Plans to extend fixed costs across the whole of civil litigation are already progressing, the Gazette has learned.

The Civil Justice Council has invited around 20 senior judges, lawyers, costs lawyers and academics to begin hammering out the issues relating to fixed costs at a first workshop next week. A representative from the Ministry of Justice will also attend.

The advisory body told invitees that as government had ‘expressed an interest’ in extending fixed recoverable costs, the workshop would look at the ‘principle’ of the extension in the context of other changes taking place in the justice system.

The first meeting will take place on Friday 11 March, and is likely to be followed by further meetings.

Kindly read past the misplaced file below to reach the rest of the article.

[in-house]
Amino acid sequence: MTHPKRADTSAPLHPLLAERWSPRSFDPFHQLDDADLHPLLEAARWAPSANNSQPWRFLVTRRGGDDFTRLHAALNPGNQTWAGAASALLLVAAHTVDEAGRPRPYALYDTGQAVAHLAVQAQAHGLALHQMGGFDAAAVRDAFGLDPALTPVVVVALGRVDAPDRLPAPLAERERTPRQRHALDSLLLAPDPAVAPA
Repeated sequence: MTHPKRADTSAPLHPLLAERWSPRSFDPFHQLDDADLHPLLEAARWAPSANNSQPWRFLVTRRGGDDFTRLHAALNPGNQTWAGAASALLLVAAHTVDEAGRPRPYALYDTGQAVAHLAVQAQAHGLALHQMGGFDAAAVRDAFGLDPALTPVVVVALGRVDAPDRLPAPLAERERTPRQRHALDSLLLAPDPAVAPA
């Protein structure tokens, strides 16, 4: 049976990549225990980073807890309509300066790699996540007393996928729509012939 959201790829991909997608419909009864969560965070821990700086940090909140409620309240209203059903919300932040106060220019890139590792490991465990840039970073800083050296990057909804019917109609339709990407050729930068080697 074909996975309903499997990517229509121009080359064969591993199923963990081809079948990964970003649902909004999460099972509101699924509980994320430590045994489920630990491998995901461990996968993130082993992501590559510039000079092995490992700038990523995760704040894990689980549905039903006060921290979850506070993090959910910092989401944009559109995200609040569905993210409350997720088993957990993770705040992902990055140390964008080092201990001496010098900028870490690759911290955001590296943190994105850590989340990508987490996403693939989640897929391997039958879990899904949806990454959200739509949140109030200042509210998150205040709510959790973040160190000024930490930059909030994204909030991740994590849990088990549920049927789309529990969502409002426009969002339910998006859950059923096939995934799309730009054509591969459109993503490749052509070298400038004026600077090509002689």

Last month, Lord Justice Jackson (pictured) proposed a dramatic broadening of fixed recoverable costs across all civil litigation, for claims worth up to £250,000. The judge said he believed that if the ‘political will’ is there, the changes could be accomplished ‘during the course of this year’.  

Responding to Jackson’s speech, an MoJ spokesman said government ‘remains supportive of the principle of extending fixed recoverable costs and will consider Lord Justice Jackson’s comments carefully’.

In his speech, Jackson suggested that the CJC, which advises the government and judiciary on the civil justice system, could organise ‘facilitative meetings’ to ‘debate fixed costs figures’ – as it did in 2009 before the introduction of fixed costs in low-value road traffic accident claims.

It is understood that next week’s meeting will be limited to the principle of the fixed costs extension rather than looking at figures.

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